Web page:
hound dog taylor

Einstürzende Neubauten guitarist Jochen Arbeit joins us in dreaming up one question to ask one musician. Plus, musical obsessions!

Read More Show less

It sure looks like a banjo, but this vintage Kawai-made instrument is definitely a guitar!

I’ve been hunkered down in the basement with my dogs while my family is upstairs blowing their noses. I’m the only uninfected person in the house. Last night, while I was trying to stay germ-free, I was digging on Paul Thomas Anderson’s 2021 film, Licorice Pizza. Set in 1973 in California, the soundtrack features a great assortment of songs I’d never heard before and some classics. One song that was playing in my head for the rest of the night after I watched the movie was “Let Me Roll It” by Paul McCartney and Wings. That song reminded me of the guitar education I got from my buddy Mike Dugan, who has been playing guitar since before the Beatles played in the U.S.

Read More Show less

Sweany gets dirty with his gold-foil-rigged Epiphone Riviera onstage at Nashville’s 5 Spot.

Three little brute combos by Fender and Danelectro.

Delivering dirty brujo tone is not simple. Just grab a ouija board and ask Hound Dog Taylor or Pat Hare. Or, if communing with the spirits in a literal way isn’t your thing, check in with Patrick Sweany. He’s easy to find since he’ll be on the road for most of November and December touring a double-bill with fellow Nashville-guitar sparkplug JD Simo. And when he’s at home … even easier, since he holds down the Monday early evening slot at Music City’s indie mecca, the 5 Spot, with the Tiger Beats, a blues tribute band he co-fronts with McKinley James, who was profiled in last month’s PG feature “10 Young Guitarists to Watch.”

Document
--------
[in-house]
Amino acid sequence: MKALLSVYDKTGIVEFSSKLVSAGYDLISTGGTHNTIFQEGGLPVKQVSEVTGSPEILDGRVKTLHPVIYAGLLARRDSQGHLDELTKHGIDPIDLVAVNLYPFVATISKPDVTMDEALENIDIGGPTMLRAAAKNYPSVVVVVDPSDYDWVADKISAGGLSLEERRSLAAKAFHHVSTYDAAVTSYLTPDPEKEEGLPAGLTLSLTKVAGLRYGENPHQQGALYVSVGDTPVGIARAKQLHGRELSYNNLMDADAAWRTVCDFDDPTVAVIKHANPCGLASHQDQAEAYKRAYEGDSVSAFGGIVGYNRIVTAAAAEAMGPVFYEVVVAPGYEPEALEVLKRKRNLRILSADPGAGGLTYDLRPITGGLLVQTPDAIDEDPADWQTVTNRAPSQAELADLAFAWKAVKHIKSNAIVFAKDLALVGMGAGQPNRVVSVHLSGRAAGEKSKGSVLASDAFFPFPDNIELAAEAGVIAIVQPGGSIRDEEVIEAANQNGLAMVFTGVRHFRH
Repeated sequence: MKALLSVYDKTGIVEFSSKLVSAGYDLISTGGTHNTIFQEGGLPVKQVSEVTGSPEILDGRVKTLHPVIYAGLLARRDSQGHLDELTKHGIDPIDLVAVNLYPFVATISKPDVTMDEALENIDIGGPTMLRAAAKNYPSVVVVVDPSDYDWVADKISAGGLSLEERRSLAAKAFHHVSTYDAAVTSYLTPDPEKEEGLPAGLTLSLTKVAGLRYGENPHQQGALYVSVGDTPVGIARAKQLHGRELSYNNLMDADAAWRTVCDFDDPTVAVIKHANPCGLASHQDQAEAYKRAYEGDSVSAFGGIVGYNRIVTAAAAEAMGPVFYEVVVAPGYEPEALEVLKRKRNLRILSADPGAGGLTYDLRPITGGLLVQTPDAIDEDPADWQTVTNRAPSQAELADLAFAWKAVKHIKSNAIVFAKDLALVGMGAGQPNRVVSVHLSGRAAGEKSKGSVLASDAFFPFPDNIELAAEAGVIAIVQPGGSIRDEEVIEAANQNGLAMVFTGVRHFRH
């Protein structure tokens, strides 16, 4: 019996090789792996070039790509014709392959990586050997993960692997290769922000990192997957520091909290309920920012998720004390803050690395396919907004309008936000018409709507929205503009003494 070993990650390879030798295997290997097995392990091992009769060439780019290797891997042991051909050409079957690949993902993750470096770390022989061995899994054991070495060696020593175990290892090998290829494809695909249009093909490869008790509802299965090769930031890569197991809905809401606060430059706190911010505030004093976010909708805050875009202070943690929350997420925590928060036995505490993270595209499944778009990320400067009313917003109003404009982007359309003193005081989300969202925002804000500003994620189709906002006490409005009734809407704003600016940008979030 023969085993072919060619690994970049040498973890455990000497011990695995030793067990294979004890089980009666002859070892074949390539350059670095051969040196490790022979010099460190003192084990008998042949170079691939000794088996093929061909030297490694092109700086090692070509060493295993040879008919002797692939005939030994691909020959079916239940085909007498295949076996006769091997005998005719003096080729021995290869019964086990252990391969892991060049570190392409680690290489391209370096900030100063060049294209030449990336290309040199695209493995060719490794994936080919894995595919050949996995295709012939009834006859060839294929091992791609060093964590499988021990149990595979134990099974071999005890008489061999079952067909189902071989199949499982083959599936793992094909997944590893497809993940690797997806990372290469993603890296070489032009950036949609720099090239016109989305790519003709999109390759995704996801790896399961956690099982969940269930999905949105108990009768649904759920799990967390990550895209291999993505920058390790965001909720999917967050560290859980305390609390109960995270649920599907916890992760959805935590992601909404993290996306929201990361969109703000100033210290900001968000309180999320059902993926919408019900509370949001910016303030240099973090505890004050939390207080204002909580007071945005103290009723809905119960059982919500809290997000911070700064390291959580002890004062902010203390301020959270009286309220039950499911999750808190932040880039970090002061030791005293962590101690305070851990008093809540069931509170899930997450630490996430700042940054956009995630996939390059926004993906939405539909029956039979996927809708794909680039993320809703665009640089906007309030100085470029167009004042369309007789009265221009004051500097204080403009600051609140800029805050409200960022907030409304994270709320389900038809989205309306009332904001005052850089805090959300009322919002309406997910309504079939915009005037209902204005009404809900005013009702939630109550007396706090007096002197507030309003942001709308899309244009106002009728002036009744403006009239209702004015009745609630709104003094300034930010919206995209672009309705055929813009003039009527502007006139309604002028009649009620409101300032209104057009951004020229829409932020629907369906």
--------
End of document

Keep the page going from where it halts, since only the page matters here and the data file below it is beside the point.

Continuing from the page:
Read More Show less

Hound Dog Taylor looks typically jovial while cradling his Kawai-made Kingston S4T. Note the length of his slide, on the fifth of six fingers on his left hand. It is longer than the width of his guitar's estimable neck.

Photo by Diane Allmen

Cheap guitars, cheap booze, and amps on stun—the shaggy tale of the legendary court jester of Chicago slide-guitar blues.

What magicians really practice is subterfuge. The noisy blues mage Hound Dog Taylor was a master. His quote, "When I die, they'll say 'He couldn't play shit, but he sure made it sound good,'" is emblazoned on a T-shirt, over a photo of his 6-fingered fretting and sliding hand. And his stage persona—laughing and joking at warp speed and bullhorn volume, drunk, Pall Mall dangling from his lips, a huge slide raking his Kawai Kingston's strings in a way that made his amp detonate fragmentation bombs—was that of a barroom jester. But there is genuine magic at the nucleus of Hound Dog's wild-ass playing, for the effect it had on audiences and the story in sound it still tells.

Read More Show less